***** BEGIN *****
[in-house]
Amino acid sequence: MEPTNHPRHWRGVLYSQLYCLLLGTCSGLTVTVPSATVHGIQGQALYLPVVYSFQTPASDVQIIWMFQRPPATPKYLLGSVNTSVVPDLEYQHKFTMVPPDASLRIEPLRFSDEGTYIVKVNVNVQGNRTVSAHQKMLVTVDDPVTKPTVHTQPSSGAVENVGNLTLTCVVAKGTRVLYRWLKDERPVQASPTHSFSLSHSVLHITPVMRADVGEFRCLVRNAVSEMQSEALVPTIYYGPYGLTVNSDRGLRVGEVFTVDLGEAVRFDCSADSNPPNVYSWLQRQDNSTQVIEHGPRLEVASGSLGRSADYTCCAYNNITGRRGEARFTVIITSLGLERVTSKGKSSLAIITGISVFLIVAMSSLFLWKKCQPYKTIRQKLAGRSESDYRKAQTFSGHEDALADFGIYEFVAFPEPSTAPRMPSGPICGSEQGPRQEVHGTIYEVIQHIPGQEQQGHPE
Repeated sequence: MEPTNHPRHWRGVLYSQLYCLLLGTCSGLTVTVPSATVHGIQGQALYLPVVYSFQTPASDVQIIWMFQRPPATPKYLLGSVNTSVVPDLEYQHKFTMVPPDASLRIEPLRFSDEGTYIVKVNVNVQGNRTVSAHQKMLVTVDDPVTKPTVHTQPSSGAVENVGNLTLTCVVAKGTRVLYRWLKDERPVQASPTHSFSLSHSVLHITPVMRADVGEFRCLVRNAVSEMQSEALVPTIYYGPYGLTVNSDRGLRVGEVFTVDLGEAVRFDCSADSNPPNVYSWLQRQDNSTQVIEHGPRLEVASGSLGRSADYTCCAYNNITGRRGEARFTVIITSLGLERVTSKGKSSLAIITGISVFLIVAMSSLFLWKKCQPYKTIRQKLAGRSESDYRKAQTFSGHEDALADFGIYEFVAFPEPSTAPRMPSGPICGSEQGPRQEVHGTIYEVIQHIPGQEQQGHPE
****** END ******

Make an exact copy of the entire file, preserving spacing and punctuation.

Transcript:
[in-house]
Amino acid sequence: MEPTNHPRHWRGVLYSQLYCLLLGTCSGLTVTVPSATVHGIQGQALYLPVVYSFQTPASDVQIIWMFQRPPATPKYLLGSVNTSVVPDLEYQHKFTMVPPDASLRIEPLRFSDEGTYIVKVNVNVQGNRTVSAHQKMLVTVDDPVTKPTVHTQPSSGAVENVGNLTLTCVVAKGTRVLYRWLKDERPVQASPTHSFSLSHSVLHITPVMRADVGEFRCLVRNAVSEMQSEALVPTIYYGPYGLTVNSDRGLRVGEVFTVDLGEAVRFDCSADSNPPNVYSWLQRQDNSTQVIEHGPRLEVASGSLGRSADYTCCAYNNITGRRGEARFTVIITSLGLERVTSKGKSSLAIITGISVFLIVAMSSLFLWKKCQPYKTIRQKLAGRSESDYRKAQTFSGHEDALADFGIYEFVAFPEPSTAPRMPSGPICGSEQGPRQEVHGTIYEVIQHIPGQEQQGHPE
Repeated sequence: MEPTNHPRHWRGVLYSQLYCLLLGTCSGLTVTVPSATVHGIQGQALYLPVVYSFQTPASDVQIIWMFQRPPATPKYLLGSVNTSVVPDLEYQHKFTMVPPDASLRIEPLRFSDEGTYIVKVNVNVQGNRTVSAHQKMLVTVDDPVTKPTVHTQPSSGAVENVGNLTLTCVVAKGTRVLYRWLKDERPVQASPTHSFSLSHSVLHITPVMRADVGEFRCLVRNAVSEMQSEALVPTIYYGPYGLTVNSDRGLRVGEVFTVDLGEAVRFDCSADSNPPNVYSWLQRQDNSTQVIEHGPRLEVASGSLGRSADYTCCAYNNITGRRGEARFTVIITSLGLERVTSKGKSSLAIITGISVFLIVAMSSLFLWKKCQPYKTIRQKLAGRSESDYRKAQTFSGHEDALADFGIYEFVAFPEPSTAPRMPSGPICGSEQGPRQEVHGTIYEVIQHIPGQEQQGHPE